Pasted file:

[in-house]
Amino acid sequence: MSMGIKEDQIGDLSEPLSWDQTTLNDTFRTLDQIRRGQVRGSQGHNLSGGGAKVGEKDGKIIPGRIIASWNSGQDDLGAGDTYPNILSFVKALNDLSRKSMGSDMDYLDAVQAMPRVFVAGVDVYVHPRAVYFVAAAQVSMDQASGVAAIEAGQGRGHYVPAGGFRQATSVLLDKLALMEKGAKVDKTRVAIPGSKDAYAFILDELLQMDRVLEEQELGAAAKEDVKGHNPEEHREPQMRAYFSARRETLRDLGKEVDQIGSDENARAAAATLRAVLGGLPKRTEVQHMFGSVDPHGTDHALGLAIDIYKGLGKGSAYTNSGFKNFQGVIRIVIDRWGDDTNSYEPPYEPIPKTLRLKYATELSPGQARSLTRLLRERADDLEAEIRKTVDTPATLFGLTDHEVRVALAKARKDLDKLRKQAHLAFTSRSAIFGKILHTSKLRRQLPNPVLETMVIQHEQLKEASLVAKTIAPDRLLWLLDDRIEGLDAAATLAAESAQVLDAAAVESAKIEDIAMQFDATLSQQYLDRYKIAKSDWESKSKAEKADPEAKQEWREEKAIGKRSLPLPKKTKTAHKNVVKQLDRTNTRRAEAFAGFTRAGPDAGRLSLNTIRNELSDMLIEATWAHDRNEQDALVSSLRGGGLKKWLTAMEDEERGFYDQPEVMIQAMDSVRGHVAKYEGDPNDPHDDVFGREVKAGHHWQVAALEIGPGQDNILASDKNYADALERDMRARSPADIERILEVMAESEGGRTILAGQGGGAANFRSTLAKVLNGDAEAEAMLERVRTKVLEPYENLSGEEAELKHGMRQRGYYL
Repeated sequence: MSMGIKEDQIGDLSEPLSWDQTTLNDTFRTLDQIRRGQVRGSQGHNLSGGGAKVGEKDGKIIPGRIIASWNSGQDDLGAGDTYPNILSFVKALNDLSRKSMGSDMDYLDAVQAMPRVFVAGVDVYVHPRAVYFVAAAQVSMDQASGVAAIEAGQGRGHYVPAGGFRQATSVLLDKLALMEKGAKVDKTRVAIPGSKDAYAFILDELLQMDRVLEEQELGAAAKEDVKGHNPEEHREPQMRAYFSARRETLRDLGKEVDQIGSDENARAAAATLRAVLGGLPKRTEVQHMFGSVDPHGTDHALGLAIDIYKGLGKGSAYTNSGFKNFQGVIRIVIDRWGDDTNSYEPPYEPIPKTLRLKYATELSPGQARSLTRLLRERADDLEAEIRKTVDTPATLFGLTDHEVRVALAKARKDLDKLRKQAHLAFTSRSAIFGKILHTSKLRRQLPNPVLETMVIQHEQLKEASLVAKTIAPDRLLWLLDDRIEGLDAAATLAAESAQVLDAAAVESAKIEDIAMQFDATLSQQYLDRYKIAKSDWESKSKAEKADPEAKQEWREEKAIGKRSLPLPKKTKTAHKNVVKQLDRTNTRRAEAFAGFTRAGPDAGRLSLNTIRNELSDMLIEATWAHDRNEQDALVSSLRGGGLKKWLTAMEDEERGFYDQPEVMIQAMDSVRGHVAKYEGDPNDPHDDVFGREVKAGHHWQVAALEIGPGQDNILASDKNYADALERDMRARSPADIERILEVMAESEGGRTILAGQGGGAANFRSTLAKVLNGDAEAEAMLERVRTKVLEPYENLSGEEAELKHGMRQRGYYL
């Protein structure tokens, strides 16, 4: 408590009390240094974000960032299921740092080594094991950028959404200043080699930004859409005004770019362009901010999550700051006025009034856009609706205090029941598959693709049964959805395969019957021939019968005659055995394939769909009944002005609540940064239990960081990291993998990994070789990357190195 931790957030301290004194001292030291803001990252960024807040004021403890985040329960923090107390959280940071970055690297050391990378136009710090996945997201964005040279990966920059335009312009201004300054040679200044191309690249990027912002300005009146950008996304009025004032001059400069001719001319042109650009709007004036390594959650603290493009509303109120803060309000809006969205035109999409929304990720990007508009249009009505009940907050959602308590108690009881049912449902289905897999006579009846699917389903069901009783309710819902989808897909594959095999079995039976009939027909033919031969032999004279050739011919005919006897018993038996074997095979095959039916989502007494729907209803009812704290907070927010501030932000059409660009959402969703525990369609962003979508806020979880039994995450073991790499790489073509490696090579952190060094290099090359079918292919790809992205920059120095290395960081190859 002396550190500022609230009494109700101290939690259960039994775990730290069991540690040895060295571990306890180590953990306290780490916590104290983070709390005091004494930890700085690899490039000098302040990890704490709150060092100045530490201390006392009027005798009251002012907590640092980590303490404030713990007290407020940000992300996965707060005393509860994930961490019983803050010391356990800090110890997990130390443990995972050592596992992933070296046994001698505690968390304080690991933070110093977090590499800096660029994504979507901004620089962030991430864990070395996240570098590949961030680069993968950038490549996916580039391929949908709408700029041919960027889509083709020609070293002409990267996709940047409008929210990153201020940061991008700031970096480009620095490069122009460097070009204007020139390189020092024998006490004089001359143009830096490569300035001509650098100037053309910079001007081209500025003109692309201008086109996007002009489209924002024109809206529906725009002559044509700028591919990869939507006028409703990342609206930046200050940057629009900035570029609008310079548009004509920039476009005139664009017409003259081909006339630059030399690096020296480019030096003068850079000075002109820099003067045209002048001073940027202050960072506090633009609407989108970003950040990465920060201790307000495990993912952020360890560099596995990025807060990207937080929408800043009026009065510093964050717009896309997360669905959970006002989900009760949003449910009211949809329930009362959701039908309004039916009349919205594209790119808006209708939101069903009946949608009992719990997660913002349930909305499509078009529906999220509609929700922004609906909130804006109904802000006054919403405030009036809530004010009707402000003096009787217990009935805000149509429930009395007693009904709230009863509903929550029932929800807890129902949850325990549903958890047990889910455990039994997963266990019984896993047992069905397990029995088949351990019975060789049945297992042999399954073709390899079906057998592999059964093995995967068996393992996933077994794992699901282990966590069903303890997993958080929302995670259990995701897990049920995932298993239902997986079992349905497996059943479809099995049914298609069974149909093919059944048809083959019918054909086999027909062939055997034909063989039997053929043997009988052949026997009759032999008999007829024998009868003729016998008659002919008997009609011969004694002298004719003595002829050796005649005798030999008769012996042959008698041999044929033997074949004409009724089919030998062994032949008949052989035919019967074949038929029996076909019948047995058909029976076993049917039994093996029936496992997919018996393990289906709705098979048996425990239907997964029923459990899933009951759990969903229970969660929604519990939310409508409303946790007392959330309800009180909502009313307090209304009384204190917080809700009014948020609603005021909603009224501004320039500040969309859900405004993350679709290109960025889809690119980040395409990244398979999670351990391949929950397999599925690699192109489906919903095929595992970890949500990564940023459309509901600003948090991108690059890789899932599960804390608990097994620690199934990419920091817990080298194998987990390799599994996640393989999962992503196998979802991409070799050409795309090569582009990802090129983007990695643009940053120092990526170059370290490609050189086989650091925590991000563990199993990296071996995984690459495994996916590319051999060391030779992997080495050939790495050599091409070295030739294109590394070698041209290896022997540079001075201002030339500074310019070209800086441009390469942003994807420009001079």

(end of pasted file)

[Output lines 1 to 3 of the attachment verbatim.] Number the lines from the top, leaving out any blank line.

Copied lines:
[in-house]
Amino acid sequence: MSMGIKEDQIGDLSEPLSWDQTTLNDTFRTLDQIRRGQVRGSQGHNLSGGGAKVGEKDGKIIPGRIIASWNSGQDDLGAGDTYPNILSFVKALNDLSRKSMGSDMDYLDAVQAMPRVFVAGVDVYVHPRAVYFVAAAQVSMDQASGVAAIEAGQGRGHYVPAGGFRQATSVLLDKLALMEKGAKVDKTRVAIPGSKDAYAFILDELLQMDRVLEEQELGAAAKEDVKGHNPEEHREPQMRAYFSARRETLRDLGKEVDQIGSDENARAAAATLRAVLGGLPKRTEVQHMFGSVDPHGTDHALGLAIDIYKGLGKGSAYTNSGFKNFQGVIRIVIDRWGDDTNSYEPPYEPIPKTLRLKYATELSPGQARSLTRLLRERADDLEAEIRKTVDTPATLFGLTDHEVRVALAKARKDLDKLRKQAHLAFTSRSAIFGKILHTSKLRRQLPNPVLETMVIQHEQLKEASLVAKTIAPDRLLWLLDDRIEGLDAAATLAAESAQVLDAAAVESAKIEDIAMQFDATLSQQYLDRYKIAKSDWESKSKAEKADPEAKQEWREEKAIGKRSLPLPKKTKTAHKNVVKQLDRTNTRRAEAFAGFTRAGPDAGRLSLNTIRNELSDMLIEATWAHDRNEQDALVSSLRGGGLKKWLTAMEDEERGFYDQPEVMIQAMDSVRGHVAKYEGDPNDPHDDVFGREVKAGHHWQVAALEIGPGQDNILASDKNYADALERDMRARSPADIERILEVMAESEGGRTILAGQGGGAANFRSTLAKVLNGDAEAEAMLERVRTKVLEPYENLSGEEAELKHGMRQRGYYL
Repeated sequence: MSMGIKEDQIGDLSEPLSWDQTTLNDTFRTLDQIRRGQVRGSQGHNLSGGGAKVGEKDGKIIPGRIIASWNSGQDDLGAGDTYPNILSFVKALNDLSRKSMGSDMDYLDAVQAMPRVFVAGVDVYVHPRAVYFVAAAQVSMDQASGVAAIEAGQGRGHYVPAGGFRQATSVLLDKLALMEKGAKVDKTRVAIPGSKDAYAFILDELLQMDRVLEEQELGAAAKEDVKGHNPEEHREPQMRAYFSARRETLRDLGKEVDQIGSDENARAAAATLRAVLGGLPKRTEVQHMFGSVDPHGTDHALGLAIDIYKGLGKGSAYTNSGFKNFQGVIRIVIDRWGDDTNSYEPPYEPIPKTLRLKYATELSPGQARSLTRLLRERADDLEAEIRKTVDTPATLFGLTDHEVRVALAKARKDLDKLRKQAHLAFTSRSAIFGKILHTSKLRRQLPNPVLETMVIQHEQLKEASLVAKTIAPDRLLWLLDDRIEGLDAAATLAAESAQVLDAAAVESAKIEDIAMQFDATLSQQYLDRYKIAKSDWESKSKAEKADPEAKQEWREEKAIGKRSLPLPKKTKTAHKNVVKQLDRTNTRRAEAFAGFTRAGPDAGRLSLNTIRNELSDMLIEATWAHDRNEQDALVSSLRGGGLKKWLTAMEDEERGFYDQPEVMIQAMDSVRGHVAKYEGDPNDPHDDVFGREVKAGHHWQVAALEIGPGQDNILASDKNYADALERDMRARSPADIERILEVMAESEGGRTILAGQGGGAANFRSTLAKVLNGDAEAEAMLERVRTKVLEPYENLSGEEAELKHGMRQRGYYL